• Both could use an adjustable telescoping/tilting steering column (which I love about my Mazda 6). The main issue I find for us tall, long-legged people is getting the steering wheel a little closer to the chest and away from our knees so we don’t bump them on the wheel as we work the pedals. Aftermarket steering wheels with column spacers (I used one in a CRX to cure its Italian “gorilla” driving layout, otherwise a VERY roomy small sports car) are available (Momo, Grant) but you lose the airbag. I did get a lowered seat rail kit from Japan for the S2000, which lowers the seat an extra inch and helps a little. The S2000 is quite comfortable on long highway stretches, while the 1st gen Miata my outside thighs were pressed against the door/center console, my knees spread bowlegged and touching the steering wheel, my feet in the slimmest shoes possible and still cramped, and my neck craned down to look out the windshield. (I’m slim to medium build, by the way.)

        • I’ll second your motion for a tilt wheel in the Miata. That’s about the only thing I really think is missing (although a turbo would be nice).

  3. I recently, for fun, looked around for a more recent Miata (current body style) just to see what folks are paying. These things hold their value like crazy. You can often find used BMW Z3s or Z4s selling for less.

    I suppose the autocross market has a lot to do with it, but not only is this a solid car to own/drive/race, it’s a smart purchase if you ever want to sell in the future.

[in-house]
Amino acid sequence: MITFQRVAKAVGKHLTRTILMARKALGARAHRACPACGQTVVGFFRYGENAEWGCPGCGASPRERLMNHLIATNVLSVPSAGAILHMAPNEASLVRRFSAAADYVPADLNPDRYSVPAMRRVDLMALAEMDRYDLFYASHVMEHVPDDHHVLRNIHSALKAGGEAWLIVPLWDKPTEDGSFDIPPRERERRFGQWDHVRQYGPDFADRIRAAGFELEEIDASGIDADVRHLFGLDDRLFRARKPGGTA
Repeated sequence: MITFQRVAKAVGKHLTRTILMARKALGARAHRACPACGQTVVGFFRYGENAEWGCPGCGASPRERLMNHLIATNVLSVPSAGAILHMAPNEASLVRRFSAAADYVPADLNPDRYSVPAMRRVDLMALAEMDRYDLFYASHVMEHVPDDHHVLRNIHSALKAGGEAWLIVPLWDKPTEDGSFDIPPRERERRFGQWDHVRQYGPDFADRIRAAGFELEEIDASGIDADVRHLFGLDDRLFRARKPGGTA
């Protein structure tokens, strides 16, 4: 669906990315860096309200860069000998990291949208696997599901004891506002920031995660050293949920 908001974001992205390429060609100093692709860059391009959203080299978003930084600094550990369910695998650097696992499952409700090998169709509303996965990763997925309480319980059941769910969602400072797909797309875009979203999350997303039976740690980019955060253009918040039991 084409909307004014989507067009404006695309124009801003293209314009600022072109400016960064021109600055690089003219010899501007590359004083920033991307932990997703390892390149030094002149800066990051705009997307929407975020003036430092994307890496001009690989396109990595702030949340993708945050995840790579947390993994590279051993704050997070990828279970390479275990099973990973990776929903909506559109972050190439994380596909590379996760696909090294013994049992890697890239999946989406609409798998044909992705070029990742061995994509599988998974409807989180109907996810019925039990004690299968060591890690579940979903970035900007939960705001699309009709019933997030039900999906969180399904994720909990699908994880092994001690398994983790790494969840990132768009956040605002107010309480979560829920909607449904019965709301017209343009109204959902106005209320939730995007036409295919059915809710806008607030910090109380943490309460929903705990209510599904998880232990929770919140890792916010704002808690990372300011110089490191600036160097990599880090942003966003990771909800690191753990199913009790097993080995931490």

Too bad I don’t fit well in them.

  4. I like the Miata. From what I hear, the new one is supposed to just be lighter, and more powerful. Good things, if true. The NC I drove was an 08 or 09 I think, and fell flat on it’s face above 3500 rpms, complete deal breaker for me since I was cross-shopping a rotary, and ended up with an RX7 turbo. Good to hear they cleaned that up.

    • I’ve driven several rotary powered Rxs… lots of fun…. but… would you want to be the owner after about 50,000 miles? Mazda says the sealing issues have been dealt with, but I dunno…. meanwhile, the Miata may be slower, but it is almost unkillable. And if you don’t try to kill it, it’ll usually be tight even at 100,000-plus miles, with many more yet to go…. that works for me!

      • I’m no expert, far from it, but I think the guy who had previously owned my non-turbo RX-7 went a lot farther than 100,00 miles before he had new seals put in and he wasn’t particularly zealous about oil changes either – perhaps every five thousand miles if that. I read somewhere that frequent oil changes are the best maintenance. Perhaps with full synthetic oil after the break-in period the seals will never wear out or even wear for that matter but I’m only guessing. I currently use semi-synthetic and don’t detect any depletion of the oil level between changes.

      • Certainly agree with all that. I have a reliable enough driver that I can splurge when it comes to my fun car. The 7 I had only came with a gutted exhaust, I got a tuned ECU, but it was hell on wheels. However, it literally killed you from the fumes, interior was falling apart, I had to refurbish the coolant system entirely, etc, etc. You definitely have to like working on cars. I’m a sucker for the high RPMs.